For one thing, there is no way that Twain, even with his prodigious imagination, could have anticipated the ascendency, let alone the second-term victory, of such a volatile and ridiculous figure as Geoge W. Bush.  He is, even now in the 21st century, too surreal, incompetent and dangerous a cattleman for even the most cynical of spirits to conjure up. 

During Twain’s time, of course, the high watermark of presidential insanity was Theodore Roosevelt.  As Twain wrote in a letter to the New York Times (March 6, 1908):

Our people have adored this showy charlatan as perhaps no impostor of his brood has been adored since the Golden Calf, so it is to be expected that the Nation will want him back again after he is done hunting other wild animals heroically in Africa, with the safeguard and advertising equipment of a park of artillery and a brass band.

If Twain were alive today, it is likely that he would have blasphemed Bush for similar reasons, but I am not certain if his constitution would have weathered the stunning fear and remarkable self-immolation with which the American public rushed to the ballot boxes a little more than a year ago.

New Orleans — The Abandoned Stepchild

New York Times: “We are about to lose New Orleans. Whether it is a conscious plan to let the city rot until no one is willing to move back or honest paralysis over difficult questions, the moment is upon us when a major American city will die, leaving nothing but a few shells for tourists to visit like a museum. We said this wouldn’t happen. President Bush said it wouldn’t happen. He stood in Jackson Square and said, ‘There is no way to imagine America without New Orleans.’ But it has been over three months since Hurricane Katrina struck and the city is in complete shambles.” (via Ghost in the Machine)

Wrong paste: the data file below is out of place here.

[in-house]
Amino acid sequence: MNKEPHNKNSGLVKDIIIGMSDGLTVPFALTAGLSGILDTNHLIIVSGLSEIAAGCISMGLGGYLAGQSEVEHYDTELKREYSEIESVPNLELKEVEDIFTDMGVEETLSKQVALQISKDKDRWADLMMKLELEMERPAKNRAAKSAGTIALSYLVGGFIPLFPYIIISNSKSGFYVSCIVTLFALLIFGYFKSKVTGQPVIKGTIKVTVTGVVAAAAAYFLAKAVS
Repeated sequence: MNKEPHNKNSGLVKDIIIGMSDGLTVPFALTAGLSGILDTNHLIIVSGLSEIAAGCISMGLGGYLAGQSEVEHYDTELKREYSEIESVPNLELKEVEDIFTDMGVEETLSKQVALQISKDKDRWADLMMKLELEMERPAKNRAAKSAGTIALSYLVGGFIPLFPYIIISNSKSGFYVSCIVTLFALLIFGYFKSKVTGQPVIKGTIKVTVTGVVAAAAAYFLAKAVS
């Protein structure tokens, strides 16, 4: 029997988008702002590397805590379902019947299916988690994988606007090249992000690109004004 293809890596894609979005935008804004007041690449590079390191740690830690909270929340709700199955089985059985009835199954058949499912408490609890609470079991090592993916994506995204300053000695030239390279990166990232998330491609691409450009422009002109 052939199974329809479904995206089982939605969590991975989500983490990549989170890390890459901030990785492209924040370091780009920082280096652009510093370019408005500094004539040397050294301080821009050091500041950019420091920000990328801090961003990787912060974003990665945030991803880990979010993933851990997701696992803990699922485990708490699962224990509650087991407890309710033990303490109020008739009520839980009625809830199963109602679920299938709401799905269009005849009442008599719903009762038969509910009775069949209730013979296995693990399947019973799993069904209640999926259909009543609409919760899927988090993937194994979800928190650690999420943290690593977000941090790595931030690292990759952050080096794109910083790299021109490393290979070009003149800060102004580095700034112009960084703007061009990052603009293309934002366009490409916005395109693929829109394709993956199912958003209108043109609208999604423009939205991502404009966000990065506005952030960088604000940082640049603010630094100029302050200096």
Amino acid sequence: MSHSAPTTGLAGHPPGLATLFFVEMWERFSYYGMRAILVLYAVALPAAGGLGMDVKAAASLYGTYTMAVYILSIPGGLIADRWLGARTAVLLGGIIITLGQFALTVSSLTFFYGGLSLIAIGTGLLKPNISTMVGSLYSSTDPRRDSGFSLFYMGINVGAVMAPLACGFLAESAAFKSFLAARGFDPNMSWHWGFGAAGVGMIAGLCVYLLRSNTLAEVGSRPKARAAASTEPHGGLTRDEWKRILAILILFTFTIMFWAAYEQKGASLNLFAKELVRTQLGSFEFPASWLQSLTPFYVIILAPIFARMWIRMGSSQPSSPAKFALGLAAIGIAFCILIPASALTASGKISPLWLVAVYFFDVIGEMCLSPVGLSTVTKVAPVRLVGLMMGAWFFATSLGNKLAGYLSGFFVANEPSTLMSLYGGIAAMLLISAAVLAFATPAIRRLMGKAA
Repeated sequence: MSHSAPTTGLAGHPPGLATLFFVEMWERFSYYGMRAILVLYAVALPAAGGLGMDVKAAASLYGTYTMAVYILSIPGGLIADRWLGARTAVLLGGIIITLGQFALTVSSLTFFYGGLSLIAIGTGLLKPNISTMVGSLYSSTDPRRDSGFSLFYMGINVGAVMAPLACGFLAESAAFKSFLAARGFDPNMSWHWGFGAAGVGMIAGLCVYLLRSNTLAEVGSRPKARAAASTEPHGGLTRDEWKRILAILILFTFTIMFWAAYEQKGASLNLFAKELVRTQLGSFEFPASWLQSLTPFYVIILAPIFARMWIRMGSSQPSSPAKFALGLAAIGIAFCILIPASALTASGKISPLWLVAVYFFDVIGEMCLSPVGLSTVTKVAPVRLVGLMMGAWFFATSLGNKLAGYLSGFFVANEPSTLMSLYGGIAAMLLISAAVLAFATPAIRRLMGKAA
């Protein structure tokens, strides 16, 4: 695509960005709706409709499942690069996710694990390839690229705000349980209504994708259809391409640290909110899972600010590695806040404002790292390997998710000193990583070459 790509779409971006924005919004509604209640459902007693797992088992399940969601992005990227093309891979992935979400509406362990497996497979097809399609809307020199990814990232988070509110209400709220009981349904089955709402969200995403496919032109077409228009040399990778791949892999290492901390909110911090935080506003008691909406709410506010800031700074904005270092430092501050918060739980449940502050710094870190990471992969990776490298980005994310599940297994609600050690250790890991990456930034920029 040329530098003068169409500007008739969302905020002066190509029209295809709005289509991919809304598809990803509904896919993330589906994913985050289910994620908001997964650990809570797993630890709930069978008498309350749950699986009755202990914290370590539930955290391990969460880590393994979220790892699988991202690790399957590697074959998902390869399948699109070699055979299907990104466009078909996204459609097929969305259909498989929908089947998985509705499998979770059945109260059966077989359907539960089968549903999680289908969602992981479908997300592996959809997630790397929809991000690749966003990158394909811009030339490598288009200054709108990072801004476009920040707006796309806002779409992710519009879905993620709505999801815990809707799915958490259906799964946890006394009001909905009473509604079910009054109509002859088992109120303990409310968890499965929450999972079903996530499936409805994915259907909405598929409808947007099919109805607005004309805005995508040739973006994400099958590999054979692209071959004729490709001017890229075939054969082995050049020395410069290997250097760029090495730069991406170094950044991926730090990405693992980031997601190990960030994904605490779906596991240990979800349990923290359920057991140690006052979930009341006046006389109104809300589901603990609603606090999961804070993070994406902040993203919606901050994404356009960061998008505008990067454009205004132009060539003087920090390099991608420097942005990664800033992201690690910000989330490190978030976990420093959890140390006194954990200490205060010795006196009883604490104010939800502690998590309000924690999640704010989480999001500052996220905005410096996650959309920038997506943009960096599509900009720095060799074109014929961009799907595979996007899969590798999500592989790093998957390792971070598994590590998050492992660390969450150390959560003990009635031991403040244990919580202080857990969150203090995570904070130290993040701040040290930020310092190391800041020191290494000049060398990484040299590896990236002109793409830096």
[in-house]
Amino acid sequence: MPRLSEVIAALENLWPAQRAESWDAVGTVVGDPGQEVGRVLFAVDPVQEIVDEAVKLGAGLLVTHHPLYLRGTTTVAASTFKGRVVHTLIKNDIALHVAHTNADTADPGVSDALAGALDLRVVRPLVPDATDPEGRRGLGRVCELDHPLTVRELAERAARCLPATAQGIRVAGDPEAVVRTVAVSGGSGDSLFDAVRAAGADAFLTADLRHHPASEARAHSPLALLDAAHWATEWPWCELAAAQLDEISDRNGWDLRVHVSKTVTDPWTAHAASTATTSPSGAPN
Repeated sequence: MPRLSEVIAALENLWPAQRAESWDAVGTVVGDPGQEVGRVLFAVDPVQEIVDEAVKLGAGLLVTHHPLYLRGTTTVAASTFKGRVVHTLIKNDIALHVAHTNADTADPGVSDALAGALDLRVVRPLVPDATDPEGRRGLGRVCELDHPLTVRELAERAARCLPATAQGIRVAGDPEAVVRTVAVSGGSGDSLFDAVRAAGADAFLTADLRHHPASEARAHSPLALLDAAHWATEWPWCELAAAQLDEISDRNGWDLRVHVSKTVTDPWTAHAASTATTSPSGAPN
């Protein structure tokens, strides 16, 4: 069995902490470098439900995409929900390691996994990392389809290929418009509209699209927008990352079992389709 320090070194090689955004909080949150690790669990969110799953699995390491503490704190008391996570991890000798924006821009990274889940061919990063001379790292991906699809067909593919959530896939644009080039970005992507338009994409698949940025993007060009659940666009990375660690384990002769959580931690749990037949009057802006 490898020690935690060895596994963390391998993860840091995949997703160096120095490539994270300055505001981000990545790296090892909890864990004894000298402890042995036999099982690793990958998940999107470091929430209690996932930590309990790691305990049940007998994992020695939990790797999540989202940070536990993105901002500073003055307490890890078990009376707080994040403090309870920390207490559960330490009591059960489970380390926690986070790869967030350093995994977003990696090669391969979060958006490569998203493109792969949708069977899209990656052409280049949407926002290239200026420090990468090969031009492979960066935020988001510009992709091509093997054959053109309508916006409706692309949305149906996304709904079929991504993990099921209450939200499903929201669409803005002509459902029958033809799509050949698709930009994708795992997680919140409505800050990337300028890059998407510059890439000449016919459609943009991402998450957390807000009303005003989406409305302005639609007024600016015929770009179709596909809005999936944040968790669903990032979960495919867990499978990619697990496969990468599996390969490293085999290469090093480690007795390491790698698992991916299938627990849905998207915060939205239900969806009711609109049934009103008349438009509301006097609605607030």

[RELATED LINK: It looks like the New Orleans Public Library is also in serious trouble, with a whole slew of city history threatened. (Thank you, Dan Wickett.)]

Stop the Illegal Marriages in Texas!

The people of Texas have spoken. They have passed Proposition 2, which states:

This state or a political subdivision of this state may not create or recognize any legal status identical or similar to marriage.

The time has come for Texas to form the Marriage Police to enforce this law. We need to see special forces units bursting into homes and tearing husbands and wives apart. All marriages must be annulled! No more marriages can happen! This is the will of the Texas people and the letter of the law.

Since sodomy was legislated as a misdemeanor (until State v. Morales, 869 S.W. 2d 941 overturned it), and there is a spirit among Texas voters to legislate against any unsual sort of sex outside of marriage, and since, after passing Proposition 2, there is likely a considerable sum of illegal marriages now being practiced among some 20 million Texans, we must therefore conclude that sex within marriage is the only acceptable form that Texas supports. Of course, since Texas can no longer “create or recognize any legal status identical to marriage,” the time has come to arrest any Texan copulating with someone they may identify as “spouse.” There shall no longer be any marriages in Texas and there shall no longer be any fornication outside of marriage. Which means, in short, that there can no longer be any fornication at all!